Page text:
This week we have a different format for you. Each day we are going to be
hearing from a STEM Ambassador about how they are using science and
technology in their day-to-day jobs and to inspire you with our special
This week we have two week-long challenges for you, and we have a range of
experts online to answer your questions via Ask An Expert community.
Let's get started!
What is STEM?
Science, Technology, Engineering and Maths - or STEM are key areas that affect all aspects of our
day-to-day lives. When you study maths and science at school sometimes they seem a bit irrelevant but this week we
are going to show you how important they are, and how they are used in our daily lives. Perhaps you will be inspired to consider a career in STEM or even study one or more of the subjects at college or university.
This week we have two week-long challenges for you, and we have a range of experts
online to answer your questions via Ask An Expert community.
Your questions can be about this week's challenges, any aspects of STEM or any of the topics we have already covered in
Your Challenge - Should You Wish To Accept It!
We are inviting you to take part in our STEM Challenge as part of STEM Ambassador Week!
There are two challenges to choose from, you can, of course, do both if you would like. You have all week to work on your project, all entries should be
17:00 Monday 25 May 2020 -
plenty of time to refine your designs - and of course, search in the recycle box again for your build!
The challenges are:
Photograph by By Russ Hamer - Own work, CC BY-SA 3.0, https://commons.wikimedia.org/w/index.php?curid=8773684
Challenge 1: New Tay Road Bridge
The first challenge is to design and build a new Tay Road Bridge.
Challenge 2: Red Squirrel Drey
The second challenge is to design and build a Red Squirrel Drey which is safe from Pine Martens.
We have provided an activity worksheet for each project to download.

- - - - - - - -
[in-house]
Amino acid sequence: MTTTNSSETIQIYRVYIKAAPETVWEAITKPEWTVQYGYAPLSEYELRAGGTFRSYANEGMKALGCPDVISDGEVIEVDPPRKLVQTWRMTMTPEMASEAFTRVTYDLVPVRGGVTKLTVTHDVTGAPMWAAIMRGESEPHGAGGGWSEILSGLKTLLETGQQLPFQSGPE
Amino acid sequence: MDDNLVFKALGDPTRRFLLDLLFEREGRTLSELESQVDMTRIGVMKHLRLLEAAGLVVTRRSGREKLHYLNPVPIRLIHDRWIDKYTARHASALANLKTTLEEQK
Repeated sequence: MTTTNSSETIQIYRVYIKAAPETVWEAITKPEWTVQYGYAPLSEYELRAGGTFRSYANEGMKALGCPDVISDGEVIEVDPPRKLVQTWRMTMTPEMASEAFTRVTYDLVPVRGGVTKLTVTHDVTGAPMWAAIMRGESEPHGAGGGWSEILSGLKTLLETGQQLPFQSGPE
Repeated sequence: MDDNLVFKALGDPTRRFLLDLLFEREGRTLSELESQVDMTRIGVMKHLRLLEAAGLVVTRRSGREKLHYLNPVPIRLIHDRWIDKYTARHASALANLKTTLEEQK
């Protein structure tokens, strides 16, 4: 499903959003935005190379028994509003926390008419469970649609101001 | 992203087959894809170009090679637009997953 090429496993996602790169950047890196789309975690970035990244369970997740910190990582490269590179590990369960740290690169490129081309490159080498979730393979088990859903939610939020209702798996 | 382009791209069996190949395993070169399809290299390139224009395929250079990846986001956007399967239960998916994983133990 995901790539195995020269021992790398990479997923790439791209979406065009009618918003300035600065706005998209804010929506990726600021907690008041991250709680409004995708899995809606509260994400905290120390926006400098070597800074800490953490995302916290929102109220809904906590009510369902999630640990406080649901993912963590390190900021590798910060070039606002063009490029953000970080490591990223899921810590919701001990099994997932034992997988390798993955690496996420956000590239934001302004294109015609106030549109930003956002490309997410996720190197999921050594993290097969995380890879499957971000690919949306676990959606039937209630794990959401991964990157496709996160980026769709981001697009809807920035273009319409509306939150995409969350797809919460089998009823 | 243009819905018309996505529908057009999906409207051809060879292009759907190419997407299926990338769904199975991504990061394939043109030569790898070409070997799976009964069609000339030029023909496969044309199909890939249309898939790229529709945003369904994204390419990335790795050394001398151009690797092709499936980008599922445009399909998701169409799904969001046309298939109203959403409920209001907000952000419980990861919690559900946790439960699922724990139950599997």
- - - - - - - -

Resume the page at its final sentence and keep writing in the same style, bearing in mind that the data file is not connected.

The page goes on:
The most important part of any design and build project is the planning stage, so have a good think about what you are going to do and draw some designs so you are sure of what you want to achieve.
You will have an opportunity to
Ask an Expert if you have any questions.
Please use Ask an Expert if you need to - but also call your
extended family and ask for help and ideas if you think that would help.
Why not send us a photograph to update us on how you are getting on?
Or even a video explaining how you came to your final decision.
This week we also have a range of STEM experts on-hand who can answer your questions by e-mail about
your challenge entry or any aspects of STEM or the topics we have already covered in previous weeks.
To ask a question use the question form below. We are waiting for your question right now!
My name is Francesca Iezzi, and I am the Public Engagement Officer for the School of Mathematics at the University of Edinburgh.
My tasks include:
Leading and coordinating the outreach activities of the School (i.e. all activities aimed at communicating the School’s research and sharing our passion for Mathematics with the wider community)
Coordinating the Mathematics Outreach Team and leading students' skills development
Designing and running activities for the public and producing educational resources
Before moving to Edinburgh I completed a PhD in Mathematics: my research was in an area called “Topology”, which is concerned with the study of shapes.
You can read more about all the
Outreach activities we run, and you can read more about
Maths in the Kitchen
Have you ever wondered how many times we encounter Maths in our everyday life? Well… much more than we think… and NO, it is NOT ONLY when we see NUMBERS!
I guess in this lockdown period many of you have enjoyed baking and cooking (if you were lucky enough to find flour at the supermarket!).
Today, we will see how we use Maths while cooking, and specifically, we will go beyond measuring and adding up numbers when reading recipes. We will see how important shapes are when we bake.
Watch the video to find out more, and look at the activity if you want to get creative...
Hi, I am Willie Bell and recently retired after 40 years in
Information Technology (IT).
Why and how did I go into an IT career?
I was always interested in science at school, and engines as my father had a transport company. I was attracted to studying Electronic Engineering at colleague or university, but failed my Higher Physics prelim due to playing too much rugby, working with my father and not studying enough! I did managed to get my Highers in Maths, English and History.